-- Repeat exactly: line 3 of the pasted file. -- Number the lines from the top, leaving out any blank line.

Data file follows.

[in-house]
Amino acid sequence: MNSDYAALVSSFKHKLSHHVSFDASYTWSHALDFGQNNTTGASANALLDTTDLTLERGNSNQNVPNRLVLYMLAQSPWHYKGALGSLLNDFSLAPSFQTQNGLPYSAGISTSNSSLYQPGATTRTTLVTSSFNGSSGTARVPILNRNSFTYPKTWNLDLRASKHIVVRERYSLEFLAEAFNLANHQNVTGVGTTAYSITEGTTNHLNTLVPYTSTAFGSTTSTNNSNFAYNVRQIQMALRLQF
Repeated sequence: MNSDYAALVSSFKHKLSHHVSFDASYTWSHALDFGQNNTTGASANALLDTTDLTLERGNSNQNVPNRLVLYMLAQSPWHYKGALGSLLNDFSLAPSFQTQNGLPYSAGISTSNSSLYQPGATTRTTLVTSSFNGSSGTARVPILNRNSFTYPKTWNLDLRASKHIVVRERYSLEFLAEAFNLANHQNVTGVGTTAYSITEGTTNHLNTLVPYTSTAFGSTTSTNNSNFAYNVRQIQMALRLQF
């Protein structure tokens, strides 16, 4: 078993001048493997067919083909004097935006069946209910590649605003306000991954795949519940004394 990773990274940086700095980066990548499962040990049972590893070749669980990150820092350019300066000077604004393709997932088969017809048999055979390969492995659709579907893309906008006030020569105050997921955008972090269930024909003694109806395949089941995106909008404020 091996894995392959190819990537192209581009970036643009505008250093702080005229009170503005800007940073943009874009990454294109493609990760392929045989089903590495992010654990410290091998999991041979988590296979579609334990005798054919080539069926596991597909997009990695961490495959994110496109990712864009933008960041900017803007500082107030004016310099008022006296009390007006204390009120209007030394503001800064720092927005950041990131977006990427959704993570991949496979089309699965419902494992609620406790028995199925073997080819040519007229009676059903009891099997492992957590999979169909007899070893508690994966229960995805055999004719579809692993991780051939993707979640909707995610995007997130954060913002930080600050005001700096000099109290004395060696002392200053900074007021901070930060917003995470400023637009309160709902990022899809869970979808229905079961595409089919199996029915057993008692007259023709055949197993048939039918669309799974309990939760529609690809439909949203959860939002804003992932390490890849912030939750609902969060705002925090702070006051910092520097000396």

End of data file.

Repeated sequence: MNSDYAALVSSFKHKLSHHVSFDASYTWSHALDFGQNNTTGASANALLDTTDLTLERGNSNQNVPNRLVLYMLAQSPWHYKGALGSLLNDFSLAPSFQTQNGLPYSAGISTSNSSLYQPGATTRTTLVTSSFNGSSGTARVPILNRNSFTYPKTWNLDLRASKHIVVRERYSLEFLAEAFNLANHQNVTGVGTTAYSITEGTTNHLNTLVPYTSTAFGSTTSTNNSNFAYNVRQIQMALRLQF